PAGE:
Graeme Cowan 20:09
We both spoke at a conference called LearnX. And so I had the chance to listen to you, which I really enjoyed. And one of the things that really struck me was that you talked about talent leadership and systems leadership. Can you just explain a bit more about that? And how that applies in reality?
Cameron Schwab 20:31
Well, first of all, they are the reality that the only two leaders you have as a leader, your talent leader and your systems leader. And your talent is a product of the system, as well, how do you how do you go about recruiting, retaining and developing the best people you can. And so recognizing that those two leaders are always going to be in motion. And so you are, if you are going to have like those hands on, leader, you can’t rest, they are forever, there, that’s your that’s your daily checking is how am I going on both of those things. And, and, also, I’m all for setting goals and having visions, and we need to have a light at the top of the hill unless you can quite quickly build a system which is actually going to meaningfully take progress you in the context of that. And, and by system I talk about strategy as a system. And with outcomes, which require you to even think of strategy, if a strategy is not compelling for us, it’s not going to, it’s not going to encourage the opening enthusiasm that we spoke of previously, if the strategy isn’t making the best use of scarce resources, then in this in this, there’s always going to be a scarcity of resources in one way whether it’s access to finances, access to talent, whatever it might be, the system that you’re creating is not going to support the vision you actually had. And ultimately, it then relies on the talent that you bring in. And talent is measured by the behaviours of those people. And the most important aspect of any form of strategic execution is the day to day behaviours of the people who are required to execute. And, and so when we talk about things like care, as an example, care then encourages selflessness, selflessness then relates to the behaviours which are required to, to elicit the level of performance that we’re talking about, particularly in elite sport. And so you can’t, so you’ve got to drive that right from the start, but it’s a simple little formula of leadership drives culture, which drives behaviours, which drives performance. And, and I don’t think you can outperform your leadership. And, and so that’s, that’s, it’s really that feeling as a leader, as a CEO, when you when you walk in the room, and you and, and you look around and you say, Have I got the right people in the room? If I was sitting down if I was sitting down here again. If I was sitting down here again in two years time, who who would have liked it? Who would actually like to have? Who should be in the room? who shouldn’t be? Whose behaviours can I trust here? Because ultimately, that’s what culture is, can you trust the behaviours of the people who then have to draw the performance of the organization?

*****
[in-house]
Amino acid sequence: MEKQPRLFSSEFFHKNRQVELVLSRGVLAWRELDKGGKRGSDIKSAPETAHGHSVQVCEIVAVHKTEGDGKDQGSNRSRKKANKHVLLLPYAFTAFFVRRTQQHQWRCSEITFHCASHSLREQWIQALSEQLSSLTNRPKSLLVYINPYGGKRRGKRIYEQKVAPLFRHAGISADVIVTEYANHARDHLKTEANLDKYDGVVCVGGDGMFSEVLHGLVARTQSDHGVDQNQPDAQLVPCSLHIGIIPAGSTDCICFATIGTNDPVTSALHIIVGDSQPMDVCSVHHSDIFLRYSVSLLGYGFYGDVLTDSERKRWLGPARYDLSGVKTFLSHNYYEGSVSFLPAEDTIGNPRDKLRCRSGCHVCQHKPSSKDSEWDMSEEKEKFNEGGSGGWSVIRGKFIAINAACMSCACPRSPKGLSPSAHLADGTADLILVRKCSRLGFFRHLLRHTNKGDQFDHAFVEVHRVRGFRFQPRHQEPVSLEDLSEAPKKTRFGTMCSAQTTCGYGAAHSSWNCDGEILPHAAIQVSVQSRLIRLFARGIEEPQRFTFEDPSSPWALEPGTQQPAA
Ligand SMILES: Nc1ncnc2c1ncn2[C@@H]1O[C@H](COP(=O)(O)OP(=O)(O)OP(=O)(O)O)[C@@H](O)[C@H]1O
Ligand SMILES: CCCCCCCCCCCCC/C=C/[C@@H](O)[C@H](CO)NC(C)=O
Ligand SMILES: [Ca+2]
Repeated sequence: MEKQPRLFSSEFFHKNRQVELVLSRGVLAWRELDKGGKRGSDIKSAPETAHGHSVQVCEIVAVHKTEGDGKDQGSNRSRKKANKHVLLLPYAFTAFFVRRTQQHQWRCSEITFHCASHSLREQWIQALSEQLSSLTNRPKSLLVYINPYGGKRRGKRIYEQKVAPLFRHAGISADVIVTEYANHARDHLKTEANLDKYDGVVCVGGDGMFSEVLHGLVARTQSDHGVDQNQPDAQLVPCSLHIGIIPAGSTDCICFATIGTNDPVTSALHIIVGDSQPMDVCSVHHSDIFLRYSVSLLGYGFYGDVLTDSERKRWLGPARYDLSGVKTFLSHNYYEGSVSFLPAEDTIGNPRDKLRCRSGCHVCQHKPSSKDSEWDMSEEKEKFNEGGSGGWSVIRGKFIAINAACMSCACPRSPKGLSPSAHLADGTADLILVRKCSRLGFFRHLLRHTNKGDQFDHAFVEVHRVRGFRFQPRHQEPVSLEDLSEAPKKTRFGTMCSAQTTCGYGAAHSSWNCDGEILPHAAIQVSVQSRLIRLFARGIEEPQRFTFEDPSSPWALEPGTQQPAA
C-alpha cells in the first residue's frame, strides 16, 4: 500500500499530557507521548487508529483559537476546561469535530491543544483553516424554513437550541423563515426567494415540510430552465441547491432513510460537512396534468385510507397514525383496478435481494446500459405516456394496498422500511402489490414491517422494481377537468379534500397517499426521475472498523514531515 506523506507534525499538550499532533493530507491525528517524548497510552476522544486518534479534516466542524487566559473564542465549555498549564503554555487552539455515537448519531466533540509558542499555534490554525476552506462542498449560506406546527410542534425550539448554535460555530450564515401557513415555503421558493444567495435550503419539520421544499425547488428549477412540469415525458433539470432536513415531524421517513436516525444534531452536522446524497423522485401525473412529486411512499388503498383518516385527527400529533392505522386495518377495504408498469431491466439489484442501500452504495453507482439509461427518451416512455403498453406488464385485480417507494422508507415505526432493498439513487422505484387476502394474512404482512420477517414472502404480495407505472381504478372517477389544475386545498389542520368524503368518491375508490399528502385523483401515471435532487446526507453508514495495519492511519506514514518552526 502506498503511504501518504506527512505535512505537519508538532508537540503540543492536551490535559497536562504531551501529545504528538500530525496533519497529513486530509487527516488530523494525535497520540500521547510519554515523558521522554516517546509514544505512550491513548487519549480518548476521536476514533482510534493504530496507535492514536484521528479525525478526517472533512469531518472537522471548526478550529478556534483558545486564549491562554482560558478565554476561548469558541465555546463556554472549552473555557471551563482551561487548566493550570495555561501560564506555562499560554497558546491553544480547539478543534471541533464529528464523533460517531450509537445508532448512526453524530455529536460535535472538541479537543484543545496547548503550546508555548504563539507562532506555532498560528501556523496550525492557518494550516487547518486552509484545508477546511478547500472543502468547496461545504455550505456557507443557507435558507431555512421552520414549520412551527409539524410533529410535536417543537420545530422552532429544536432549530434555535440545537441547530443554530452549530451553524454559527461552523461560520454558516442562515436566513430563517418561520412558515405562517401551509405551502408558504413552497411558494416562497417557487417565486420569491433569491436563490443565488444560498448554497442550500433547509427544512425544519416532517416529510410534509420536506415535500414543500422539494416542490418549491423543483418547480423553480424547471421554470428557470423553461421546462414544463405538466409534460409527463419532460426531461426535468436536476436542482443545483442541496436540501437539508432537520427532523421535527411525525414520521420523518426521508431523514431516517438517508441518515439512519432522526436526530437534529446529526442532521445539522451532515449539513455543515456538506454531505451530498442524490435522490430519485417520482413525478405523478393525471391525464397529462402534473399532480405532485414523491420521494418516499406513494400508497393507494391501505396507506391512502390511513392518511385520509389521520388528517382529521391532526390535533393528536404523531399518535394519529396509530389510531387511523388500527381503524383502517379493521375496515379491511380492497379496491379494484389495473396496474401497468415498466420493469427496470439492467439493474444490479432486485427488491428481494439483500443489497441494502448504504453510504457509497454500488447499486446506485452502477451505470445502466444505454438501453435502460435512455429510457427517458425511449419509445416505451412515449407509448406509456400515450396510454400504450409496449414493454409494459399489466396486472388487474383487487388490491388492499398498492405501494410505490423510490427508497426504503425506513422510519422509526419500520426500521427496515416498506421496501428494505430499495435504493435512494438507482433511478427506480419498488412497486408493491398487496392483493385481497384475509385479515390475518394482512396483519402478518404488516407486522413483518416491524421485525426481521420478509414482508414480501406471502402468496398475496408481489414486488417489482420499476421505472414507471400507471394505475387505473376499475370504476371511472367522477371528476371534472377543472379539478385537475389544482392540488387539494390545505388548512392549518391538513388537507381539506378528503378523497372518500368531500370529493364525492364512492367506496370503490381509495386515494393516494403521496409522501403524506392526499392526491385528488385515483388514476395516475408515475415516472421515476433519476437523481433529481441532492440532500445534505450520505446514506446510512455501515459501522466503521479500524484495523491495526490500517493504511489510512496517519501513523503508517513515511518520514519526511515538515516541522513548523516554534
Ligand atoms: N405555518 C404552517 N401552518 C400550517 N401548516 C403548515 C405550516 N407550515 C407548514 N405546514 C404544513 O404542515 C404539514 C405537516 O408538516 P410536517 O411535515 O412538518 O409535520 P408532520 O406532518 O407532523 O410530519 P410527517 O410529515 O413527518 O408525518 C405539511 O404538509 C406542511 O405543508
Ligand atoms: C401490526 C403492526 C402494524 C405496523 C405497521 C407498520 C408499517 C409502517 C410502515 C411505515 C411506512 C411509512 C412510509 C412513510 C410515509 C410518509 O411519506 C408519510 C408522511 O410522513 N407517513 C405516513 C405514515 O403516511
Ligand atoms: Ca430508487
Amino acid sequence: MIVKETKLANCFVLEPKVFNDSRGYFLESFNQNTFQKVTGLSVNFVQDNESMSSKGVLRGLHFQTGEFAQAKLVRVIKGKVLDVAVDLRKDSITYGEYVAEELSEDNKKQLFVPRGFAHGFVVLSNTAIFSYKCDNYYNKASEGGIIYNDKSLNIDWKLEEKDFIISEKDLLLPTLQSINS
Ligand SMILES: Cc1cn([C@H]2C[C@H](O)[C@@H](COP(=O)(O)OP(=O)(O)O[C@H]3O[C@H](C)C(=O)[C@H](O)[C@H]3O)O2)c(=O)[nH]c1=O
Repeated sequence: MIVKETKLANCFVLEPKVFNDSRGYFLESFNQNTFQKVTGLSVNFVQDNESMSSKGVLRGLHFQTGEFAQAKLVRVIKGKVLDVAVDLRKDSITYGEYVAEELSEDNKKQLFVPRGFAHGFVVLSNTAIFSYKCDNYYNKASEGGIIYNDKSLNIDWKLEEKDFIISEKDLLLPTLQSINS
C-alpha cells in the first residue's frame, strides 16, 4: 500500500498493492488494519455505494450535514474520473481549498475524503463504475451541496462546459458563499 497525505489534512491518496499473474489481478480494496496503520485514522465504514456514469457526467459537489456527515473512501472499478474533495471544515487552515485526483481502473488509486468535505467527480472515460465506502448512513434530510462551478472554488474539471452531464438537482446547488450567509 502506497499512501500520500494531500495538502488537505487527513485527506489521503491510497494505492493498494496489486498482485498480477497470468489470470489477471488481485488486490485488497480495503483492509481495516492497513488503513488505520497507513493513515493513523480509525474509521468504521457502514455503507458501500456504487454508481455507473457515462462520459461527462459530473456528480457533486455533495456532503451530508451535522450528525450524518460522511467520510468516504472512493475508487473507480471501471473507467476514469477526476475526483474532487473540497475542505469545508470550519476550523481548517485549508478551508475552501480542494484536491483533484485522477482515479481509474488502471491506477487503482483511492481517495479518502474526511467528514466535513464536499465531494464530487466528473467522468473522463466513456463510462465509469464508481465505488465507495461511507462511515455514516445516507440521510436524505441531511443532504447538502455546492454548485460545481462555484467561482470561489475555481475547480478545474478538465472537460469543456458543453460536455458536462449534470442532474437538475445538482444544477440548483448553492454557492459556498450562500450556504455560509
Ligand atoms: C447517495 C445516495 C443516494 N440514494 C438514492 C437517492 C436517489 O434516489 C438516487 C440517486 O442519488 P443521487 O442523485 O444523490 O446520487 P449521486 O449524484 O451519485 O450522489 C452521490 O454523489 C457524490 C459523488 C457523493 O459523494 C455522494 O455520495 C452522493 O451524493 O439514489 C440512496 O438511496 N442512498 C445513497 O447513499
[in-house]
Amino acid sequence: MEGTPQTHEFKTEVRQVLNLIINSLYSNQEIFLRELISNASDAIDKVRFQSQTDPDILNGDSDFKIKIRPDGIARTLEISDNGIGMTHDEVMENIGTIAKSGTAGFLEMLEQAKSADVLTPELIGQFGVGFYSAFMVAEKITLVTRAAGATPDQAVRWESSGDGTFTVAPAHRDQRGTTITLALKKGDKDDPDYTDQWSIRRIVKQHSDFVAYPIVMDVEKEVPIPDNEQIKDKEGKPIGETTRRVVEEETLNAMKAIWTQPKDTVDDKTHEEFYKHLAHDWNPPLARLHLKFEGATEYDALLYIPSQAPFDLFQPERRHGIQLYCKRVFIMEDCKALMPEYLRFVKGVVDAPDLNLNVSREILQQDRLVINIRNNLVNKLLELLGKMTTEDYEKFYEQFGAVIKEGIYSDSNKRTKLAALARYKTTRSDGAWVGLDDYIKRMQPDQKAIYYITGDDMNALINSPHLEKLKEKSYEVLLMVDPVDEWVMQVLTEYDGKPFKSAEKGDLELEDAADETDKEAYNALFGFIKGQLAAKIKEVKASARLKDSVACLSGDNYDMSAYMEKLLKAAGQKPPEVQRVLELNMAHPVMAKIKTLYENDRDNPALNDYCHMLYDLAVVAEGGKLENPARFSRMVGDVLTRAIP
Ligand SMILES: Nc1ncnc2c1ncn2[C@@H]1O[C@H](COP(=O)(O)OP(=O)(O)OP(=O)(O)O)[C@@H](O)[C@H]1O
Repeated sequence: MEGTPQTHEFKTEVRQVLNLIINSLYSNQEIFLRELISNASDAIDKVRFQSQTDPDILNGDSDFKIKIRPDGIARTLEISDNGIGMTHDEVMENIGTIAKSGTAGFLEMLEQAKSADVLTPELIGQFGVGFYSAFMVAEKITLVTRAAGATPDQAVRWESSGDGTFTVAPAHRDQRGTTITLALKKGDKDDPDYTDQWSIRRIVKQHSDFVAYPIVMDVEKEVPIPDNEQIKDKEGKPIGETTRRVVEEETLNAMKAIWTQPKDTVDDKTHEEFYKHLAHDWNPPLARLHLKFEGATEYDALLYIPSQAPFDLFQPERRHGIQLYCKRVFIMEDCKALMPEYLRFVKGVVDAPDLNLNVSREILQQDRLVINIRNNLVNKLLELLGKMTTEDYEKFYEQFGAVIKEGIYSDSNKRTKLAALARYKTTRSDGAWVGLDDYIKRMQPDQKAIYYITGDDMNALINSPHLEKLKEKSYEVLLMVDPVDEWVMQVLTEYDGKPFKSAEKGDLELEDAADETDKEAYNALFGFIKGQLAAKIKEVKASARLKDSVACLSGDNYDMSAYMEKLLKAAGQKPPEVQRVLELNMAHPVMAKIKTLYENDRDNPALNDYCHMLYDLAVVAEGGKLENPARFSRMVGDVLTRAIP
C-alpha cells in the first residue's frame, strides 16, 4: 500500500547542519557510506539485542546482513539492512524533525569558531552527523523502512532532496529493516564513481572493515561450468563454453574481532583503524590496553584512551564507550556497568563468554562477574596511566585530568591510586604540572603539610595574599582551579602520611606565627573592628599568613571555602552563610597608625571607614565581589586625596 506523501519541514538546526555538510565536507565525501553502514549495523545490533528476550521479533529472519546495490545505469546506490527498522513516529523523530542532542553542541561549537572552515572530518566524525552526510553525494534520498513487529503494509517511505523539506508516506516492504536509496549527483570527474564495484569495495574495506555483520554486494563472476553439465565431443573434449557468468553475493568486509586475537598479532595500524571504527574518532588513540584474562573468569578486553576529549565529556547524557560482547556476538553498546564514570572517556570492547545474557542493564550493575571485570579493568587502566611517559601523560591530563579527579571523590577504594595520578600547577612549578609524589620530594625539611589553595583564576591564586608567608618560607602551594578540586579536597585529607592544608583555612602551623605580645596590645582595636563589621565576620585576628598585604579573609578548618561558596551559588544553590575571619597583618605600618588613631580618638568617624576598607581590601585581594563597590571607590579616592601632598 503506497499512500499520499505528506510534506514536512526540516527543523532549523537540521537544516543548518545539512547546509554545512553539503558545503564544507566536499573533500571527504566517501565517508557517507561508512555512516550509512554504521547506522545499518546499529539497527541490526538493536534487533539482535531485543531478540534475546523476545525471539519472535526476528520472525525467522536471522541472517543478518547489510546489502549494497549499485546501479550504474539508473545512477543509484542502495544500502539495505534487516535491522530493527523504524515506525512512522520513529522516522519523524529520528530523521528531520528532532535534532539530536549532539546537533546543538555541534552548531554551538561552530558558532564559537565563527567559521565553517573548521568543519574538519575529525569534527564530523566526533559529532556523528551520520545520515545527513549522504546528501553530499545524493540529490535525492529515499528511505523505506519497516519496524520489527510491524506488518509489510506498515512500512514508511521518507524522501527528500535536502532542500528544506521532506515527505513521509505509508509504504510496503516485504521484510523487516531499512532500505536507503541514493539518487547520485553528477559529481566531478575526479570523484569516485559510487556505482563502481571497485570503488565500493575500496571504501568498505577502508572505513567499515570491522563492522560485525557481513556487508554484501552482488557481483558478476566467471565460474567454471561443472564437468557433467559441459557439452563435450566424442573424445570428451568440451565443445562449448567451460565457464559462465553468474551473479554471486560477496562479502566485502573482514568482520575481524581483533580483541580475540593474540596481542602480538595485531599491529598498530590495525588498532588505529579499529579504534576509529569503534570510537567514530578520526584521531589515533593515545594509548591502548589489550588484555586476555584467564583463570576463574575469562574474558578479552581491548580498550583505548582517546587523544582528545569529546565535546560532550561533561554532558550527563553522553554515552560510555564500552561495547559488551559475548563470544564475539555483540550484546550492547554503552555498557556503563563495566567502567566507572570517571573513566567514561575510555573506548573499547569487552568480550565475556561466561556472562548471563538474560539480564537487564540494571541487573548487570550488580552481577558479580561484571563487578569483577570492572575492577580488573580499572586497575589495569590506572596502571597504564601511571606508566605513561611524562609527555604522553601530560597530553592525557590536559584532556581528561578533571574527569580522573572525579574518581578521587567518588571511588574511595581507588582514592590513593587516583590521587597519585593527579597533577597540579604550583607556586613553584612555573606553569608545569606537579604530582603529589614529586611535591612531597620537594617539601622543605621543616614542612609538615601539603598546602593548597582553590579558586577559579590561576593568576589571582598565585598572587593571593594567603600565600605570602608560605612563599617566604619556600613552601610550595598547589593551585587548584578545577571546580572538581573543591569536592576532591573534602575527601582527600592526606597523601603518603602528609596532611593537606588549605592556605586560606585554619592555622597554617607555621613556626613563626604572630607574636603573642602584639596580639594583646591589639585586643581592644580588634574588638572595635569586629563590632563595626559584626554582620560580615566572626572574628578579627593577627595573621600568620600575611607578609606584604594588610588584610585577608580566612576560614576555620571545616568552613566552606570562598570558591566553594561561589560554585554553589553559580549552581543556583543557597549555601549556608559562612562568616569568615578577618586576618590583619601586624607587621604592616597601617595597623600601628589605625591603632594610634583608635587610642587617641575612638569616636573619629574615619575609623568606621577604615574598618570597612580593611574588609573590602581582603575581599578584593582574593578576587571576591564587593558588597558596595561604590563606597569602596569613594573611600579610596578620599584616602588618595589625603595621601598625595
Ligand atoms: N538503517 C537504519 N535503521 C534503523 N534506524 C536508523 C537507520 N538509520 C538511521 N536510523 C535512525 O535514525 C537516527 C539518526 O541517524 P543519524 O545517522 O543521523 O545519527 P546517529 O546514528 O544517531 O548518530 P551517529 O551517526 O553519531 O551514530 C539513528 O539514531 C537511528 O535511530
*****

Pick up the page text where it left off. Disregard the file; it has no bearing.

Graeme Cowan 23:42
I remember you also saying, as onstage that, you know, when you watch the football game, you could tell whether it was a talent problem or a systems problem if something went wrong. How do you go about that assessment?
Cameron Schwab 23:59
Probably a fair bit of it’s just the way I’ve grown up. As a from the outset, I think of if I watch a game of football, and I don’t think of it as club versus club, I do think of it as system versus system. And, and the system is, you know, how is that team seeking to play to give yourself the best chance of beating whoever they’re playing against? It’s, if you and I are in business, we might be competing, but we’re not competing once a month, you know, we’re not competing in front of 80000 people at the MCG. So it’s, it’s a different form of competition. You’ve got someone who is who’s who is developing a system to try and break down your system in a very active and in time way. But then I look at it and say, well, is what about there system of developing talent? Are they the players who are on the field? Are they there to win today, which you would like to do that. Or are they trying to build something which will give them a really good chance of winning tomorrow. If you’re in neither of those two places, and it’s a wonderful metaphor for any business, or probably any, any life, you either want to be in a situation where you can be successful now, or you can be successful within a time frame, which you’re prepared to, you’re prepared to see your way through. And when you’re in neither of those two spaces, you know, that’s, that’s where the energy evaporates. And, as a leader, often you, you know, you’re in one of those two phases, but other people around you might not sense that so much, they don’t have the same, they don’t have the same view, you’re a little bit higher up the hill, your views are a little bit different what someone who might be just feeling the losses, you know, acute, whereas you say, I’m prepared to wear that loss on the basis that I see where the improvements actually coming from. And again, comes back to what we spoke about before in terms when you come into the organization, you being in even have to be, that’s not a one off story, you’re telling us you’re telling that story all the time, you almost become a little bit of a cliche in itself. In some ways, you have to keep reinforcing the story, you have to keep explaining, we’re on track, you have to keep celebrating the small wins. And so you might be watching, one team get beaten by ten goals on a day. But you know, their closer that the team that lost is closer to winning the Premiership than the team that won. And I think that that assessment, and that’s part experienced that. But I think it’s mainly mindset that you actually, are you bringing a learner mindset into the organization to actually sense, you know, when, when it’s on track when it’s not on track, or are you coming into the room, as a know all who just keeps wanting to tell people what you want to do, rather than teach them what to do those sorts of things, I think, a fundamental winning form of leadership.